Trouble in the Wind has been regularly releasing CDs and EPs for over a decade from their Carlsbad home base. The band has had few personnel changes and their new release, Weird Living, is their eighth. Musically, there has been development that has seen the impressive songwriting prowess of frontman/composer Robby Gira, whose early efforts drew from New Wave and country sources, to its current level, fattening up the stripped-down, self-produced songs into more of a full-throated, rocking machine.
On board for the nine-track set are Gira’s vocals and guitars; Keith Haman’s guitars and pedal steel; Kyle Merritt on keys, banjo, and guitar; Trevor Mulvey’s bass; and Dylan Garcia on drums. Haman and Mulvey contribute vocals, and the new project includes backing vocal contributions from Lauren Reeder and Larry Doran.
The program starts off with the title tune, which blasts into full bloom with a sea of guitars and scratchy rhythm chops, as Gira is right at home in the pocket singing in his powerful voice about wanting “to get off this ride,” in response to the madness of contemporary society. It rocks with ear-catching guitar lines. The band defies pigeon-holing and seems to have many diverse influences, but the early tracks here recall the balls-to-the walls Rolling Stones, when they laid down evil grooves, and their acolytes the Black Crowes. “Déjà Vu” drives this home as a slowed-down guitar ballad that powers though chord changes with nice piano and pedal steel flourishes that bear the imprint of Exile on Main Street.
“They only love me ‘cause I’m dumb,” Gira sings on “Masterlock.” He’s on the defense in a world where the unlocked heart soon is hurt. “Rock and Roll” is more straight-ahead rock, a highlight echoing Tom Petty and the Heartbreakers, and pounding away with thumping guitars and harmonized choruses. Yes, what the world needs now, more than ever, is rock ‘n’ roll.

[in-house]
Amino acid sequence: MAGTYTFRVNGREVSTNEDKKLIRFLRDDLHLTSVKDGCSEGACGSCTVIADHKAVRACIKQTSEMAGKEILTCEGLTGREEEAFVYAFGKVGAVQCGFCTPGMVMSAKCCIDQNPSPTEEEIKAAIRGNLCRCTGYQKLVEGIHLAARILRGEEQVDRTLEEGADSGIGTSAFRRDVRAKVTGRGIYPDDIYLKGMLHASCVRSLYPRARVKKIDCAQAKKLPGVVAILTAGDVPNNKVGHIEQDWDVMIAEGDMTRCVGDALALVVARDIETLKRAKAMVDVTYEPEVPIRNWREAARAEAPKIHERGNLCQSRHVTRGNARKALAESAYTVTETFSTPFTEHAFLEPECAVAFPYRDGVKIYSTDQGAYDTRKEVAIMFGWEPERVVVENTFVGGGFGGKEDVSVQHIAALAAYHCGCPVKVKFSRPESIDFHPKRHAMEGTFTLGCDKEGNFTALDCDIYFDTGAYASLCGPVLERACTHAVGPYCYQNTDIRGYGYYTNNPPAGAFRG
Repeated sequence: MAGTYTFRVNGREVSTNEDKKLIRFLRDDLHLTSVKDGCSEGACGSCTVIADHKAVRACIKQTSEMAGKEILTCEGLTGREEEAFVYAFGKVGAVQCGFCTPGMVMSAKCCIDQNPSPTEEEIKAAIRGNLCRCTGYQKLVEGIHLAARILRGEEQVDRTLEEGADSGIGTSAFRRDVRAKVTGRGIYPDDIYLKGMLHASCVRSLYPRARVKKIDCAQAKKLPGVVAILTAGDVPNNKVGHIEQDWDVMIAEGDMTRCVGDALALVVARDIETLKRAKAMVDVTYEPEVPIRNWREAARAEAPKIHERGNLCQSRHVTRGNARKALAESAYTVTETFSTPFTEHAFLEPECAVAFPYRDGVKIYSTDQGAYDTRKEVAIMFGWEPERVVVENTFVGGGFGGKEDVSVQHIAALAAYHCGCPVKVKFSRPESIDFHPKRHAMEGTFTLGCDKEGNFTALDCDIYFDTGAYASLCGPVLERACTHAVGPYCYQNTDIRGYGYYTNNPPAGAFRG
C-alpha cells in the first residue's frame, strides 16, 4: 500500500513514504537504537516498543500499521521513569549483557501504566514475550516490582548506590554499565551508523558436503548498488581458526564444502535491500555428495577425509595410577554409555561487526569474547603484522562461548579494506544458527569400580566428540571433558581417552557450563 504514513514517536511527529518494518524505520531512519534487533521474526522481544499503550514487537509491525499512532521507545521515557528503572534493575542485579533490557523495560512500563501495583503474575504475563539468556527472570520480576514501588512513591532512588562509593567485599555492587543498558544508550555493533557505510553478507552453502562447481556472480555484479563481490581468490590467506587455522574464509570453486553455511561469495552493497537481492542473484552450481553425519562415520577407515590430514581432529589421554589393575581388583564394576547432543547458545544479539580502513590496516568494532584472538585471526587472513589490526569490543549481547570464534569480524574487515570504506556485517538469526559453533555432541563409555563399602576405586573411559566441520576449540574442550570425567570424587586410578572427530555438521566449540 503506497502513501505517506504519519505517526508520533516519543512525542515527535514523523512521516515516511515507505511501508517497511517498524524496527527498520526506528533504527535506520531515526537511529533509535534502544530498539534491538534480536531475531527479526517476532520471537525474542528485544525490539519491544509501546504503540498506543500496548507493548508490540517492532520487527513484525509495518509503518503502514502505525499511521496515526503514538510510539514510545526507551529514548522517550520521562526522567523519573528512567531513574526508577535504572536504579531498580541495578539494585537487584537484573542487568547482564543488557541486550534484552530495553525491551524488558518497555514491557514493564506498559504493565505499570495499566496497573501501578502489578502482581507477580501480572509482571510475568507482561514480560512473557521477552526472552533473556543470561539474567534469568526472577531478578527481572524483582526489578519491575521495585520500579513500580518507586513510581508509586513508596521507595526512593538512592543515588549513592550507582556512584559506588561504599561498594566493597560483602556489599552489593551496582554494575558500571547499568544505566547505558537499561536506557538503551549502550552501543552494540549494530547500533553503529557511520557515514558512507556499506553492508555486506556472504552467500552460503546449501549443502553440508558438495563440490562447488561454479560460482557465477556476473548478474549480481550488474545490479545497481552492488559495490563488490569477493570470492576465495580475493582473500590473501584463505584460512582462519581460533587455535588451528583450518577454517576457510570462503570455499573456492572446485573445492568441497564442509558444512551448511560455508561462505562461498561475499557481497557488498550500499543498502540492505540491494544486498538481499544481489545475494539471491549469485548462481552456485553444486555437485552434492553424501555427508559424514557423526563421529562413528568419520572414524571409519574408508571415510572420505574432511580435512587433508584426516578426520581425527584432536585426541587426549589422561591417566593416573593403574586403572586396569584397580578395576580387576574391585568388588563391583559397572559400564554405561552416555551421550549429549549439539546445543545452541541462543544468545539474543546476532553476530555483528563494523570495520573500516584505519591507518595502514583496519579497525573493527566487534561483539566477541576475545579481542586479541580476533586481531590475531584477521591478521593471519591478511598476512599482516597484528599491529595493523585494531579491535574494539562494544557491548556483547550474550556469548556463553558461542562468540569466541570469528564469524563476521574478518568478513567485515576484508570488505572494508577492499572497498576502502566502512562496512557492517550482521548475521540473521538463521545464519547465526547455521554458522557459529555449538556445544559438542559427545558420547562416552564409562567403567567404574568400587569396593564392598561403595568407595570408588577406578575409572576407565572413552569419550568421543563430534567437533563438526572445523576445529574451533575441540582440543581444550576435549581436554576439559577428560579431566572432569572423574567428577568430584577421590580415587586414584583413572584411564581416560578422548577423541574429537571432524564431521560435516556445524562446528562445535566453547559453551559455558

Slowing things down, the ballad “Double Down” features a great vocal by Gira that is a turnabout from the band’s early albums where he sometimes had something of a meandering, off-hand vox. Not anymore, he is locked in and his harmonies with Reeder strike musical paydirt above accordion backing. Haman wrote and sings “You Can’t Just Tear You Down,” another of the high-octane rockers here, this time with metaphors about life as a demolition project, “It only takes one more stoplight to signal that I’ve come up short.”
On “Down Where I Belong,” it is Gira on a ballad that has more of a stripped-down affair than many other tracks, but still has a tasty lead guitar solo and piano that recalls Nicky Hopkins. “Angel of Mine” wraps the set, a wonderfully arranged mid-tempo track that shows the depth of Gira’s vocal, taking a nice half-step key change that leads to a fadeout that feels just right.
Weird Living is sure to be a favorite of Trouble in the Wind’s not-so-small audience, and for those who like classic guitar rock it’s a sure thing.